Life & Times – Work in China and the UK

The other day I had a conversation with someone who told me he’d recently visited China and, having worked there in the past, now found things significantly changed. The context of this was a university academic, a social scientist, coming to speak with his trade union’s volunteer personal case officer (myself). He (I’ll call him Simon) was dissatisfied with his work situation largely owing to the volume of work he was being given, consisting of teaching, administration and research. In particular he was concerned that the teaching and administration had become so overwhelming that he was being left with little time to get on with and publish his research, which is what would dictate the progress of his career. What could be done? I made a few suggestions, among which was an approach by the union to his head of department protesting at his treatment and its apparent unfairness. He seemed happy with this – as a first step anyway.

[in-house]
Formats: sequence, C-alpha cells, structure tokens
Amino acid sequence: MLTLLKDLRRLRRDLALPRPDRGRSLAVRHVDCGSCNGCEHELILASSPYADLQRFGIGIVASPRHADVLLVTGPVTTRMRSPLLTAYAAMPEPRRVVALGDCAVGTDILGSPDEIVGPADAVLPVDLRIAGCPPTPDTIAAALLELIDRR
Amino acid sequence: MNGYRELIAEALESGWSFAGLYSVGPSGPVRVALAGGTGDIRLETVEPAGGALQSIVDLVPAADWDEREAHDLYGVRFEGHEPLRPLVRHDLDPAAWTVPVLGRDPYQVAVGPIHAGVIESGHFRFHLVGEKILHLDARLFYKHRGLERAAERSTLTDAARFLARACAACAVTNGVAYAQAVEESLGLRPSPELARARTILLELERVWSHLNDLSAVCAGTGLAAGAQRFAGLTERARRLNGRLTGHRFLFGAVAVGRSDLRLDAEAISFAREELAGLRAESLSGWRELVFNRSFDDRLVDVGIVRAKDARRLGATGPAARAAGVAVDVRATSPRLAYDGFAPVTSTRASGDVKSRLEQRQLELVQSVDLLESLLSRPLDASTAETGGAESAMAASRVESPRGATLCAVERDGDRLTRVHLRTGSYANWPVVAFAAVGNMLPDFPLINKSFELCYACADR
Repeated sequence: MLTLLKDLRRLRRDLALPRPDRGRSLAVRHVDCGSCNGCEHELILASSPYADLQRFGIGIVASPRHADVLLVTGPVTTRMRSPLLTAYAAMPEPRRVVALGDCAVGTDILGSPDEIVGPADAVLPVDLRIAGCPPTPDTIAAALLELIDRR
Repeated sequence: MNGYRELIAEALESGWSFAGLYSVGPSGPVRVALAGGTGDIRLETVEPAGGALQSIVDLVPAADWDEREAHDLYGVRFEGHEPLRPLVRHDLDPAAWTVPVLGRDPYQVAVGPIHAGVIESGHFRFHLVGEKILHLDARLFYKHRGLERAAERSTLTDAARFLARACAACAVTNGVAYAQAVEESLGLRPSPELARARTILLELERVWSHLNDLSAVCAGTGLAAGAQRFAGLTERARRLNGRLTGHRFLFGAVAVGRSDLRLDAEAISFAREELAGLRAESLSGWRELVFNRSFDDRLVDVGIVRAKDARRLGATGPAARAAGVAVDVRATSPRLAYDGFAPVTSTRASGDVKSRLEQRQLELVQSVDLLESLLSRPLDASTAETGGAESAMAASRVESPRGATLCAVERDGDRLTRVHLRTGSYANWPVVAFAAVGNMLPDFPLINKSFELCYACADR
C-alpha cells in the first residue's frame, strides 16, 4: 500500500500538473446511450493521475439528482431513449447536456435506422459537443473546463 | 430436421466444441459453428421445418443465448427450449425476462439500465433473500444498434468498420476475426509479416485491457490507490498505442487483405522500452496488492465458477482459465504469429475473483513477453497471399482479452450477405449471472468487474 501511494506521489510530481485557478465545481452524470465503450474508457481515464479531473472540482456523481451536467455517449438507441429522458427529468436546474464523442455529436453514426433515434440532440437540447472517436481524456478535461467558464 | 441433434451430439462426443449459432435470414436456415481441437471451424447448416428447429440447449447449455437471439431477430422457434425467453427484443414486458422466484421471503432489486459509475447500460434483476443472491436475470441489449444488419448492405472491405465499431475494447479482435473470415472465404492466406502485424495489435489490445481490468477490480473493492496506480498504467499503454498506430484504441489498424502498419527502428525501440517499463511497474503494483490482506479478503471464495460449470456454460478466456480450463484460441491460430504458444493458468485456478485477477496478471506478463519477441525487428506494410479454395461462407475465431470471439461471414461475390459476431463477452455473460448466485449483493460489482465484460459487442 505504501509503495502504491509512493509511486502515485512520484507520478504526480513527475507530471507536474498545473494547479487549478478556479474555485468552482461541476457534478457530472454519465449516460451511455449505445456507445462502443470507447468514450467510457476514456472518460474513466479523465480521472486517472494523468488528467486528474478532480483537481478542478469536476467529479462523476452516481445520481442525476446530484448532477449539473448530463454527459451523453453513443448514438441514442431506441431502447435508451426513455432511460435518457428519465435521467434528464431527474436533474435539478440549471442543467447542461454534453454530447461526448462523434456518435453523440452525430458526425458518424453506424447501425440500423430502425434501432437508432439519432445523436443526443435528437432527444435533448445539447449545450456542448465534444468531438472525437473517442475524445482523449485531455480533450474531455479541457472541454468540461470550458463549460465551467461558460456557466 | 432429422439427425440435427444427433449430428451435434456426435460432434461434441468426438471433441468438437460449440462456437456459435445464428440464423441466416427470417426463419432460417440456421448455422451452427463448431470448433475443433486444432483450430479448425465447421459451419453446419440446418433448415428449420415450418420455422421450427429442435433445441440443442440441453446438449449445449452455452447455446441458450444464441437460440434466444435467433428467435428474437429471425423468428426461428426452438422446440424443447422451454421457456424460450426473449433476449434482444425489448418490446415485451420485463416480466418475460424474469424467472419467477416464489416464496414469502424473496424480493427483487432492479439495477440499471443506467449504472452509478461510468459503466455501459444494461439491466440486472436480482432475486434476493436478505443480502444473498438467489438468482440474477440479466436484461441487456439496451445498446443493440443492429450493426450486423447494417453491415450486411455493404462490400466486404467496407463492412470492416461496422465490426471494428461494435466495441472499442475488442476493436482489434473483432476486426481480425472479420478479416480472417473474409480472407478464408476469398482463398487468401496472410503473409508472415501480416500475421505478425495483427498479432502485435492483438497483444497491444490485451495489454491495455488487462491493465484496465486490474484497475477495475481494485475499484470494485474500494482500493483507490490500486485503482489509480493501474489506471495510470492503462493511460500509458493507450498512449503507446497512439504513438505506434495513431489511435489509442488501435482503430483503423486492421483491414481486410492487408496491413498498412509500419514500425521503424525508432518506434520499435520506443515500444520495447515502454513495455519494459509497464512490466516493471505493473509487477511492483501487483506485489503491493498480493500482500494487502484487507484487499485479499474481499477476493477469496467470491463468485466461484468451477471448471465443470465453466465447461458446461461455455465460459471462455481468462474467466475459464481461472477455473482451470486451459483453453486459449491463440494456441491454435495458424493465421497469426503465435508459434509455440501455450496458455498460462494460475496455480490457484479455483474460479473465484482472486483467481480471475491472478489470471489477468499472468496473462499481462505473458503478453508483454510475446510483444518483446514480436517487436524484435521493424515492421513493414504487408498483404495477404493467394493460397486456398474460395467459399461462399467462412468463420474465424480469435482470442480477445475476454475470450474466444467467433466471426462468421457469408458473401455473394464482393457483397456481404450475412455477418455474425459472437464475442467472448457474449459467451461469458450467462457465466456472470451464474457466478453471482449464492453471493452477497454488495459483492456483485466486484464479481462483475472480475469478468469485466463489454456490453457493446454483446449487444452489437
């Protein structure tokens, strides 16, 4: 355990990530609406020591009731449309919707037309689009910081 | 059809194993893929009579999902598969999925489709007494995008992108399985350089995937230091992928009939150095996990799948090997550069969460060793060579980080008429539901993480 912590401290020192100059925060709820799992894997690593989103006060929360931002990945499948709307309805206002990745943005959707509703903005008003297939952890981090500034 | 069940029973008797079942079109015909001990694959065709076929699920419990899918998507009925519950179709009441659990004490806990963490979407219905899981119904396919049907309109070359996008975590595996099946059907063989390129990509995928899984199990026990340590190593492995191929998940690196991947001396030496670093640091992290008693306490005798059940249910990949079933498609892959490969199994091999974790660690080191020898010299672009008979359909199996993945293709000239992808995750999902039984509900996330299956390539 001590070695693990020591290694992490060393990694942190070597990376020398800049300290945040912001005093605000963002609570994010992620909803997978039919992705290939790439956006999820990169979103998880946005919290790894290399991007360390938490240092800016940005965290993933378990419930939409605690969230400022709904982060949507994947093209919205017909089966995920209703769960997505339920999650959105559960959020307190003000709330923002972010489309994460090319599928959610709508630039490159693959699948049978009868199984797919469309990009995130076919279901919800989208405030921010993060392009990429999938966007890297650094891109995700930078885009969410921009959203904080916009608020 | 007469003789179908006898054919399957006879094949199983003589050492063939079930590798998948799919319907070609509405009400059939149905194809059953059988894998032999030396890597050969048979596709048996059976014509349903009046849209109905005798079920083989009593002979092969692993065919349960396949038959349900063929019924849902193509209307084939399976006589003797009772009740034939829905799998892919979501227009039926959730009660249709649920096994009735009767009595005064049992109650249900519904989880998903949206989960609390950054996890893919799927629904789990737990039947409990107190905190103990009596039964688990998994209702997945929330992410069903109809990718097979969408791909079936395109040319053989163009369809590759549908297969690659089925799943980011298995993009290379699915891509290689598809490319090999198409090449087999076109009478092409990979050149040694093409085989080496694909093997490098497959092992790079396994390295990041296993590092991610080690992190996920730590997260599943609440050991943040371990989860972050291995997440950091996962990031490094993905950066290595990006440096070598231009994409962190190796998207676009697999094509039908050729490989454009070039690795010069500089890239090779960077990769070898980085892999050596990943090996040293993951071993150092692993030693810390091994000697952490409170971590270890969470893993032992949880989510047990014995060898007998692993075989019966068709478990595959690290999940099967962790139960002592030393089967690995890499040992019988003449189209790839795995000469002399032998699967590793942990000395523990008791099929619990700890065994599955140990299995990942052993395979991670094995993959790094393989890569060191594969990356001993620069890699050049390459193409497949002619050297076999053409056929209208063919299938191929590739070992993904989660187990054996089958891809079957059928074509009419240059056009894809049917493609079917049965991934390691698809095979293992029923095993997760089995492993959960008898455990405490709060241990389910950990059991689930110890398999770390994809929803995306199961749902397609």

But in mentioning China at the start of our conversation, he’d also told me that, on his recent visit there with his wife, also a social scientist and herself Chinese, both of them had been offered jobs at a Chinese university. They’d thought about it but decided not to take up the offer because the current situation in China was ‘dire’ (his word). This made me curious, so after talking about Simon’s current employment issues, I asked him what he meant by ‘dire’ in relation to China. He was only too ready to explain.